|Publication number||US7437635 B1|
|Application number||US 10/750,175|
|Publication date||Oct 14, 2008|
|Filing date||Dec 30, 2003|
|Priority date||Dec 30, 2003|
|Publication number||10750175, 750175, US 7437635 B1, US 7437635B1, US-B1-7437635, US7437635 B1, US7437635B1|
|Inventors||Danh Dang, Chung Elvis Fu, Michael Harms|
|Original Assignee||Altera Corporation|
|Export Citation||BiBTeX, EndNote, RefMan|
|Patent Citations (19), Non-Patent Citations (1), Referenced by (7), Classifications (16), Legal Events (3)|
|External Links: USPTO, USPTO Assignment, Espacenet|
The present invention relates generally to the field of reconfigurable devices. Reconfigurable devices, such as programmable logic devices (PLDs), are used to implement a desired circuit design. A PLD is typically composed of a number of functional blocks that use either a combination of logic gates or look-up tables to implement a general-purpose logic operation. The logic operation of each functional block can be defined to implement a portion of the desired circuit design. The functional blocks are interconnected with a configurable switching circuit. The configurable switching circuit selectively establishes connections between the functional blocks, enabling the PLD to perform the functions of the desired circuit design. The configurable switching circuit also establishes connections between some of the functional blocks and the pins of the PLD, so that data can be input to and output from the PLD. Configuration information determines the function of the configurable switching circuit and the functional blocks. The configuration information may be loaded into the PLD or other reconfigurable device from a separate configuration device.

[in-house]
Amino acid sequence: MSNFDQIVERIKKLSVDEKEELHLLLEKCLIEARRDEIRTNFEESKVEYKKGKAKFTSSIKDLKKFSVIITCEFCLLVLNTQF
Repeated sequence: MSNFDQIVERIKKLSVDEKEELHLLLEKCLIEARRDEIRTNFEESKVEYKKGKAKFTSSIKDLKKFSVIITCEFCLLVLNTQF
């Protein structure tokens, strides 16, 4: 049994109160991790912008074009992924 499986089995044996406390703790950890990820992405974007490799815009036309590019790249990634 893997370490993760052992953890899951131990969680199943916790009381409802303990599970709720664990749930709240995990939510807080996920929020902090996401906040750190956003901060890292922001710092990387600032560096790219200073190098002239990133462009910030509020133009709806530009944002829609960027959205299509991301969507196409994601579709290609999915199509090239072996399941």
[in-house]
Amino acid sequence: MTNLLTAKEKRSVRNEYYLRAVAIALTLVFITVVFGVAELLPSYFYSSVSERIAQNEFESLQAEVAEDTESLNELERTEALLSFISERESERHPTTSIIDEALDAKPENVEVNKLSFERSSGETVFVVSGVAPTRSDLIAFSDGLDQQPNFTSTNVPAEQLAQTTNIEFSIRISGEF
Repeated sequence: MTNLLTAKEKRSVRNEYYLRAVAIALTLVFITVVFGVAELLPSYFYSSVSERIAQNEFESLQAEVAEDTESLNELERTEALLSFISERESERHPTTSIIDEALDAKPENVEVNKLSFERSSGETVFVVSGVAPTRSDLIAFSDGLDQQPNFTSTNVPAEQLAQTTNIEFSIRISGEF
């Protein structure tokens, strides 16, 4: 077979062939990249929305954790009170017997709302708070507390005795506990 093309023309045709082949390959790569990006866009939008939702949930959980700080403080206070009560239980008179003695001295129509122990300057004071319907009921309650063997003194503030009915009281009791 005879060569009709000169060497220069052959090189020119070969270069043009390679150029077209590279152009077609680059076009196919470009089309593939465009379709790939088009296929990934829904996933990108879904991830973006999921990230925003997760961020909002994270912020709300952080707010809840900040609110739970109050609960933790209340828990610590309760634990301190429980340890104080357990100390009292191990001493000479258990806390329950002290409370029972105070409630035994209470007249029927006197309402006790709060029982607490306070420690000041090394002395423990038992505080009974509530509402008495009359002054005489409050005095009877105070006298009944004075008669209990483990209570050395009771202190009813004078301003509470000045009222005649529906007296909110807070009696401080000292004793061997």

In addition to functional blocks adapted to implement a variety of general-purpose logic operations, reconfigurable devices can include specialized components used to implement specific functions. These specialized components, referred to as intellectual property or IP cores, are specifically adapted to their intended functions. Example IP cores include memory devices, signal processing devices, phase-locked loop devices, and high-speed serial communication devices, which can be used to implement a variety of serial communication standards, such as SerialLite, Ethernet and Gigabit Ethernet, Fibrechannel, PCI-X, and Infiniband. A reconfigurable device may include several IP cores, each used to perform a different specialized function.
Testing reconfigurable devices having both general functional blocks and specialized IP cores presents numerous challenges. Both the functional blocks and the IP cores need to be tested. In addition, the connections interfacing the IP cores and the other portions of the reconfigurable device, for example function blocks, also need to be tested. To test the interface between the IP cores and functional blocks, one prior approach uses a set of functional test data to test the operation of the IP core for all possible input and output signals. However, this functional testing requires manual creation of the entire set of test data by engineers with detailed understanding of the operation of the IP core. This introduces the possibility of creating faulty test data. Additionally, small modifications to the IP core require a new set of test data to be created. Furthermore, complex IP cores may have hundreds of interface connections, making the manual creation of test data a difficult and time-consuming process.